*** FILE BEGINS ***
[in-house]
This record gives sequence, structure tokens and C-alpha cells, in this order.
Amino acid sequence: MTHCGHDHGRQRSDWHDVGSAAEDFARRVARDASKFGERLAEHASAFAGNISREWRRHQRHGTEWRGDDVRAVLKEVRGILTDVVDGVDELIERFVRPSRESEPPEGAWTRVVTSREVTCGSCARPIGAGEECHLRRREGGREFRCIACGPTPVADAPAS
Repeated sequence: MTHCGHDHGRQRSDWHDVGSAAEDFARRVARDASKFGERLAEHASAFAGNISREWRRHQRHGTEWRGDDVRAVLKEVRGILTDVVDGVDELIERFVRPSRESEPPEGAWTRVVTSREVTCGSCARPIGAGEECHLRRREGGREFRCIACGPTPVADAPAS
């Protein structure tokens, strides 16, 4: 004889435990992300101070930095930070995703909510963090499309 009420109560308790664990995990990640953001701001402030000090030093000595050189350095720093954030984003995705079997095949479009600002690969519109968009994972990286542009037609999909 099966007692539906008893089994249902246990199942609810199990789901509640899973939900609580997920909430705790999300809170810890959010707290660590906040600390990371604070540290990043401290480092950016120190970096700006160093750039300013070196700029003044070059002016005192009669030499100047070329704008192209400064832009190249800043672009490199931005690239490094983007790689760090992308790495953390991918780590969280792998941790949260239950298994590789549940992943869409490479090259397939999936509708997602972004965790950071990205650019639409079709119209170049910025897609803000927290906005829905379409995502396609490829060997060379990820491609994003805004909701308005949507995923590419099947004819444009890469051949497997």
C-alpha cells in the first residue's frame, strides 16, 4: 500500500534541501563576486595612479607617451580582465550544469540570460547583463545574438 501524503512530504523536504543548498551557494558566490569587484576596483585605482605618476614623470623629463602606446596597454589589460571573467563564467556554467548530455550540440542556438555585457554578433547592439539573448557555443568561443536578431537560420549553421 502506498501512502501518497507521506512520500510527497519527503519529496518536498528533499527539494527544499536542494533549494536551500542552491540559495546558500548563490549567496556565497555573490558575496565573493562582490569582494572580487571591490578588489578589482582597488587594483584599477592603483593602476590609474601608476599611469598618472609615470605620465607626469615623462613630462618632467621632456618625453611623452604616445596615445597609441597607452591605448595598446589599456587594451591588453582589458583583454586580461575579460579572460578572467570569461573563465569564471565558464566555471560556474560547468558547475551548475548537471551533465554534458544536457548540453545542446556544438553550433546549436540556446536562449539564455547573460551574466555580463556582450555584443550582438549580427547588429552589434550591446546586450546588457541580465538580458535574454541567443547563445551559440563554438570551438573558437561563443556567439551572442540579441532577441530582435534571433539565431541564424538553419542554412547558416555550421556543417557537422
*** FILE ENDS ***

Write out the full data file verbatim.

[in-house]
This record gives sequence, structure tokens and C-alpha cells, in this order.
Amino acid sequence: MTHCGHDHGRQRSDWHDVGSAAEDFARRVARDASKFGERLAEHASAFAGNISREWRRHQRHGTEWRGDDVRAVLKEVRGILTDVVDGVDELIERFVRPSRESEPPEGAWTRVVTSREVTCGSCARPIGAGEECHLRRREGGREFRCIACGPTPVADAPAS
Repeated sequence: MTHCGHDHGRQRSDWHDVGSAAEDFARRVARDASKFGERLAEHASAFAGNISREWRRHQRHGTEWRGDDVRAVLKEVRGILTDVVDGVDELIERFVRPSRESEPPEGAWTRVVTSREVTCGSCARPIGAGEECHLRRREGGREFRCIACGPTPVADAPAS
């Protein structure tokens, strides 16, 4: 004889435990992300101070930095930070995703909510963090499309 009420109560308790664990995990990640953001701001402030000090030093000595050189350095720093954030984003995705079997095949479009600002690969519109968009994972990286542009037609999909 099966007692539906008893089994249902246990199942609810199990789901509640899973939900609580997920909430705790999300809170810890959010707290660590906040600390990371604070540290990043401290480092950016120190970096700006160093750039300013070196700029003044070059002016005192009669030499100047070329704008192209400064832009190249800043672009490199931005690239490094983007790689760090992308790495953390991918780590969280792998941790949260239950298994590789549940992943869409490479090259397939999936509708997602972004965790950071990205650019639409079709119209170049910025897609803000927290906005829905379409995502396609490829060997060379990820491609994003805004909701308005949507995923590419099947004819444009890469051949497997």
C-alpha cells in the first residue's frame, strides 16, 4: 500500500534541501563576486595612479607617451580582465550544469540570460547583463545574438 501524503512530504523536504543548498551557494558566490569587484576596483585605482605618476614623470623629463602606446596597454589589460571573467563564467556554467548530455550540440542556438555585457554578433547592439539573448557555443568561443536578431537560420549553421 502506498501512502501518497507521506512520500510527497519527503519529496518536498528533499527539494527544499536542494533549494536551500542552491540559495546558500548563490549567496556565497555573490558575496565573493562582490569582494572580487571591490578588489578589482582597488587594483584599477592603483593602476590609474601608476599611469598618472609615470605620465607626469615623462613630462618632467621632456618625453611623452604616445596615445597609441597607452591605448595598446589599456587594451591588453582589458583583454586580461575579460579572460578572467570569461573563465569564471565558464566555471560556474560547468558547475551548475548537471551533465554534458544536457548540453545542446556544438553550433546549436540556446536562449539564455547573460551574466555580463556582450555584443550582438549580427547588429552589434550591446546586450546588457541580465538580458535574454541567443547563445551559440563554438570551438573558437561563443556567439551572442540579441532577441530582435534571433539565431541564424538553419542554412547558416555550421556543417557537422